Strengthening our Single Market and social market economy

This year we celebrated the 30-year anniversary of the Single Market – the foundation of Europe’s enduring competitiveness. In March, the Commission outlined a new long-term approach to how the EU can build on its strengths by fostering thriving businesses, able to compete on the global market, with attractive jobs and setting global standards.

We have proposed other ways to support and further strengthen the Single Market this year too. In May, we proposed the most comprehensive and ambitious reform of the Customs Union since its establishment in 1968. A month earlier we proposed new rules on patents that will create a more transparent, effective and futureproof intellectual property rights framework.

The EU economy continues to show remarkable resilience amid the successive economic shocks of recent years. In 2022, the rebound in growth was an impressive 3.4%. The expansion was supported by a robust labour market, with unemployment rates hitting record lows and increasing employment. This outcome owes much to the decisive action taken by the EU and its Member States. 

Of course, our unique European model prioritises not only commercial opportunities, but also societal welfare, placing people at the heart of our economy. To this end, and since we steadfastly believe in the power of social dialogue, we have proposed measures that strengthen social dialogue at both national and EU level. At the same time, we have to make sure our social safety nets are fit for purpose. That is why we put forward recommendations to ensure adequate minimum income across EU Member States.

Underpinning all of this is Europe’s need to invest heavily in lifelong learning, which is fundamental to the success of the green, digital, and demographic transitions. That is why we’ve made 2023 the European Year of Skills, for which Member States have allocated around €65 billon in EU funds.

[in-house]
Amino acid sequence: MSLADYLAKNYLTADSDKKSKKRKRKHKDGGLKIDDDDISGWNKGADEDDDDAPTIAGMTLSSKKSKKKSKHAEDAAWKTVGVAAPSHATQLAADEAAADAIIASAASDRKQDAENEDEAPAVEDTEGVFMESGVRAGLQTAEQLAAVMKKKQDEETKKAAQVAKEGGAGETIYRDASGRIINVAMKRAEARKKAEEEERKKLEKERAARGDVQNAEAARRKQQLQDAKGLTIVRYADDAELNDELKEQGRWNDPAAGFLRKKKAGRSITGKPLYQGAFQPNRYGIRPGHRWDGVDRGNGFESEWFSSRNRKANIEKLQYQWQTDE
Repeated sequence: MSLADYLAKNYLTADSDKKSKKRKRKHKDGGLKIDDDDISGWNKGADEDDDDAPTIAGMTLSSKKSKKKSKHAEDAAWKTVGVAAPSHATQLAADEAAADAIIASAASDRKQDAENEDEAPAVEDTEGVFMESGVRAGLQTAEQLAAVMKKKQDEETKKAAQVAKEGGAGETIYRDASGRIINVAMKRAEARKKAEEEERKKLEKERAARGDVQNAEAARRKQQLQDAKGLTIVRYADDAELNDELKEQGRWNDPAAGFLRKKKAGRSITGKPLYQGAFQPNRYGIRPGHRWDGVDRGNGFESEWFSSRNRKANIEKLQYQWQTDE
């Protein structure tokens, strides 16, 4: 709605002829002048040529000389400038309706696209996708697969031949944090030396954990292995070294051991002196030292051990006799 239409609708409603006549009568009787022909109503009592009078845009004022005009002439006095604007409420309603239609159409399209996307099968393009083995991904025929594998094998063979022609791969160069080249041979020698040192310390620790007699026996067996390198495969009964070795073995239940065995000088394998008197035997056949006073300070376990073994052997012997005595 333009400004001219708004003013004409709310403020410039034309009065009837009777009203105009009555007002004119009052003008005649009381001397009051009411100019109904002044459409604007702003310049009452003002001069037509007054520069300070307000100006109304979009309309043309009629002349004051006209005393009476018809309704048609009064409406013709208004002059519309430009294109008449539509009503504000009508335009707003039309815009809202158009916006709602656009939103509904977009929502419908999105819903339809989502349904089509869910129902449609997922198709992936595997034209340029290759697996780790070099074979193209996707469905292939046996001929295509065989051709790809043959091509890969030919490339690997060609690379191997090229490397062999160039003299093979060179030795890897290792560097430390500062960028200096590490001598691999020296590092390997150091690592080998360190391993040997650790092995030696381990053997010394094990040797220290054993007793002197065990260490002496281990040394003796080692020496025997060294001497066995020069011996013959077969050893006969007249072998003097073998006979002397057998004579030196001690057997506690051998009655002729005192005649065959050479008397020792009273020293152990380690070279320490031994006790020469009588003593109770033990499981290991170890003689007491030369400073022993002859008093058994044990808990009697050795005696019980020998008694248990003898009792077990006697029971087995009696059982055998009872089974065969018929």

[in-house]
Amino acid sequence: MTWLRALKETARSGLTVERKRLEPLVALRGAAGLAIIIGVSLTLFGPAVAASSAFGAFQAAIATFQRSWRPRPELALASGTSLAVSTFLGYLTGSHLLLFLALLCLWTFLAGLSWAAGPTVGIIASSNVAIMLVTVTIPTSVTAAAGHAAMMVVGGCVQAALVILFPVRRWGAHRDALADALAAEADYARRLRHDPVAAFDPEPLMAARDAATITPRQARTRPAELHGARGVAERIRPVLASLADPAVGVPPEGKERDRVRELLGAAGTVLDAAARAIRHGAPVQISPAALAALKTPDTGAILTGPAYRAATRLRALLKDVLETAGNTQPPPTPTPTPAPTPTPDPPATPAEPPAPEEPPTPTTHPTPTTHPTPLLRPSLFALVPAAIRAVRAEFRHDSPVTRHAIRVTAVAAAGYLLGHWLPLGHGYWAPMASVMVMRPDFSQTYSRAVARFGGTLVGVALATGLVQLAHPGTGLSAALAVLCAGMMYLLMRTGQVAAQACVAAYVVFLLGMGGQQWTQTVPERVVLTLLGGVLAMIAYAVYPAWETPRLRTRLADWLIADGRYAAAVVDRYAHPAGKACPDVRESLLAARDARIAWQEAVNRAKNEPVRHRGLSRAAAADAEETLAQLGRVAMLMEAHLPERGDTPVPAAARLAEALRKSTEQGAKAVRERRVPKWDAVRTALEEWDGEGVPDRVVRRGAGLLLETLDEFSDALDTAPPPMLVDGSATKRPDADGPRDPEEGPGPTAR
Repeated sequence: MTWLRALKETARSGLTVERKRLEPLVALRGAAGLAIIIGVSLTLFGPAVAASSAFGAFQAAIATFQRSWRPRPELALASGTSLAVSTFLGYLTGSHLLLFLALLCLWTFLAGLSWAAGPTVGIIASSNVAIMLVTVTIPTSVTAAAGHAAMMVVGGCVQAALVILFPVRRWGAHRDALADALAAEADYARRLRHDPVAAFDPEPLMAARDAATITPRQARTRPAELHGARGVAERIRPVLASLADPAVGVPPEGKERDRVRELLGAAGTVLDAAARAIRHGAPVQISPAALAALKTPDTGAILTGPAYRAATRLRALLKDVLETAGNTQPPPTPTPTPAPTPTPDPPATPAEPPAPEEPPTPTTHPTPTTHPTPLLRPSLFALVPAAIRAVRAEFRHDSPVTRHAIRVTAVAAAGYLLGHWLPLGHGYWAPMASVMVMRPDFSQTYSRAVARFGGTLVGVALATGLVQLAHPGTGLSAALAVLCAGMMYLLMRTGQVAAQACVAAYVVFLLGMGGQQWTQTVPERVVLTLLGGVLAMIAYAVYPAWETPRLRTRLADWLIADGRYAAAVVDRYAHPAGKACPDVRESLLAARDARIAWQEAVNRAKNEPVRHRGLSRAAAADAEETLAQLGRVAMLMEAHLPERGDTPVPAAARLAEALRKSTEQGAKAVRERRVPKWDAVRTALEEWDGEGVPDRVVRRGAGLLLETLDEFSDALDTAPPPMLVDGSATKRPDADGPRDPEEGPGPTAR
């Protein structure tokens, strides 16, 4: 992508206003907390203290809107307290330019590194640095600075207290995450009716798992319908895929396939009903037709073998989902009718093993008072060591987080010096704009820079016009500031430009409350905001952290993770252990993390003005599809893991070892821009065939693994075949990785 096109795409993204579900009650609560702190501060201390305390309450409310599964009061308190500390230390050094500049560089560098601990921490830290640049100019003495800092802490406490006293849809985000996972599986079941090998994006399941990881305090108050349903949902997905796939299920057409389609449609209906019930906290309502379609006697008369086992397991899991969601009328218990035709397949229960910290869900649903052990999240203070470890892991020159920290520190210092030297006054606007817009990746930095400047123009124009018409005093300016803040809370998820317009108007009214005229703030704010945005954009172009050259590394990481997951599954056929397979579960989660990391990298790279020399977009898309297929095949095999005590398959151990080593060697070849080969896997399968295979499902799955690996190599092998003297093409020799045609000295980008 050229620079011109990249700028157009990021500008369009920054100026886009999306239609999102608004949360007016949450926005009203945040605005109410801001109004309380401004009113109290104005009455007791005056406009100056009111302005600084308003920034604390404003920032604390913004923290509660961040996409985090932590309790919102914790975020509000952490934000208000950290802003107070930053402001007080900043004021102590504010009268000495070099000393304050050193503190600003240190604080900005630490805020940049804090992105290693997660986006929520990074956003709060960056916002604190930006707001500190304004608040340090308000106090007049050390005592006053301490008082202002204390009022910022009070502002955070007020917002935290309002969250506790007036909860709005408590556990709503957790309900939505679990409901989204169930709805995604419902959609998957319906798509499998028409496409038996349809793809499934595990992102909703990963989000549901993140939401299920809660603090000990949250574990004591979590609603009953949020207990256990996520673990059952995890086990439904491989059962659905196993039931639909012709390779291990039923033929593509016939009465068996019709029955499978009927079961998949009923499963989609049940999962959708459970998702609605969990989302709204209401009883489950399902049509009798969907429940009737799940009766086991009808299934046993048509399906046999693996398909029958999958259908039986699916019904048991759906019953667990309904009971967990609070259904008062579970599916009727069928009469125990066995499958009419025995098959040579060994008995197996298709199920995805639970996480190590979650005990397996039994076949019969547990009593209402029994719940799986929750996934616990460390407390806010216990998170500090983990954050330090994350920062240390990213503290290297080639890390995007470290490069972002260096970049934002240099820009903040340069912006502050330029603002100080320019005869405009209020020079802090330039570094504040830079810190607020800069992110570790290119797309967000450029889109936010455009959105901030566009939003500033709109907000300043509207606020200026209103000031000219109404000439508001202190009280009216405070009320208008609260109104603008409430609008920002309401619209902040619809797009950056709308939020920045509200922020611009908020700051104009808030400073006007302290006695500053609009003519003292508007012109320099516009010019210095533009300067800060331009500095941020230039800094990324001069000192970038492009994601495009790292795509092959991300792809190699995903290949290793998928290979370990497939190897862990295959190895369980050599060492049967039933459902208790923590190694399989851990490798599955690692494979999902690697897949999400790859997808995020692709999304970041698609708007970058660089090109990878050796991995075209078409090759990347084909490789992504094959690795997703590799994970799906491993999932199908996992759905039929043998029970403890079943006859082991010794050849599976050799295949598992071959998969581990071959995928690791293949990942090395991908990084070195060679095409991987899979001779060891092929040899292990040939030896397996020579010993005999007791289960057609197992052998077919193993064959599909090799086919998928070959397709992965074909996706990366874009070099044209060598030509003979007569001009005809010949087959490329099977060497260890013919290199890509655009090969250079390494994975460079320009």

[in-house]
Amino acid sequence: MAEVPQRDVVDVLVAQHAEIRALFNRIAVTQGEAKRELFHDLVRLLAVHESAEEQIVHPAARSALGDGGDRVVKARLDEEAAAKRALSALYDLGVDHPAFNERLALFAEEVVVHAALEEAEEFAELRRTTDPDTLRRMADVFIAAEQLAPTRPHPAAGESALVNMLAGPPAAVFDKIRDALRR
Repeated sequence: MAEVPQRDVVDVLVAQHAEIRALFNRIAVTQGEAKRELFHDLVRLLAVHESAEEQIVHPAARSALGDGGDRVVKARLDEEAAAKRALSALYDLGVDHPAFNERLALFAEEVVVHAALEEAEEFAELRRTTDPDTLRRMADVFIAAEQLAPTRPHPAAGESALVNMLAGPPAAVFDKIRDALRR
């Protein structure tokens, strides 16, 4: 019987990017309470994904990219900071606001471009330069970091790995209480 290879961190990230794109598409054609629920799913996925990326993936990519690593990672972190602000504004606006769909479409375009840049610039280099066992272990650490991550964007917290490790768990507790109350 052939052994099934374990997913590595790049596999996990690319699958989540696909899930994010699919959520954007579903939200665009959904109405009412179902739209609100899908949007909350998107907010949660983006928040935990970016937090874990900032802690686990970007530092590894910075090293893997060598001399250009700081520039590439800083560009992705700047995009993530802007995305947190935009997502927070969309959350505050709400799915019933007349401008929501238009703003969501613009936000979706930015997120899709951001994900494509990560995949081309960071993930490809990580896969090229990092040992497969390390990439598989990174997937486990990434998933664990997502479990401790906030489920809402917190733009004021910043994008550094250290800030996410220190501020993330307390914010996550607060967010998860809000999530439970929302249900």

The Pact for Skills - Bringing public and private organisations together

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NextGenerationEU and boosting European investment

In 2022 and 2023, our common European investment of €800 billion in NextGenerationEU began, with tangible on-the-ground projects, to build a Europe that is sustainable, resilient, and competitive, to guarantee prosperity for all Europeans.

Global Gateway and boosting global investment

The EU continues to play a pivotal role in constructing a global economy that is resilient, sustainable and growing for all. With Global Gateway, a €300 billion plan for sustainable investments across the world, the Commission is supporting top-quality infrastructure projects that bring jobs, lasting growth, and create value locally.

Global Gateway represents half the total commitment of the G7’s Partnership for Global Infrastructure and Investment

The inaugural milestone of the Global Gateway materialised in the Africa-Europe Investment Package. Half of initial Global Gateway investments, approximately €150 billion, is dedicated to bolstering cooperation with African partners. Since then, we have started implementing Global Gateway in Asia and the Pacific and in Latin America and the Caribbean, where President von der Leyen announced that the EU and its Member States would invest over €45 billion.

Relaunching Europe’s trade agenda

Trade and Technology Councils

In the spirit of international collaboration, the EU has established Trade and Technology Councils with the United States and India to foster productive partnerships and address common challenges.

Global trade

Despite the shock to supply chains caused by the pandemic and Russia’s war of aggression against Ukraine, we have made strides in promoting trade openness through tangible achievements in engaging with key trading partners. Notably, negotiations on free trade agreements were successfully concluded with Chile and New Zealand, while negotiations continued with Australia, Mercosur, Mexico, India and Indonesia.

Economic security

On 20 June, the Commission and the High Representative presented a new European Economic Security Strategy. The strategy focuses on minimising risks arising from certain economic flows in the context of increased geopolitical tensions and accelerated technological shifts, while preserving maximum levels of economic openness and dynamism.



Disclaimer: The data on this page was last updated on 8 September 2023

Progress in other areas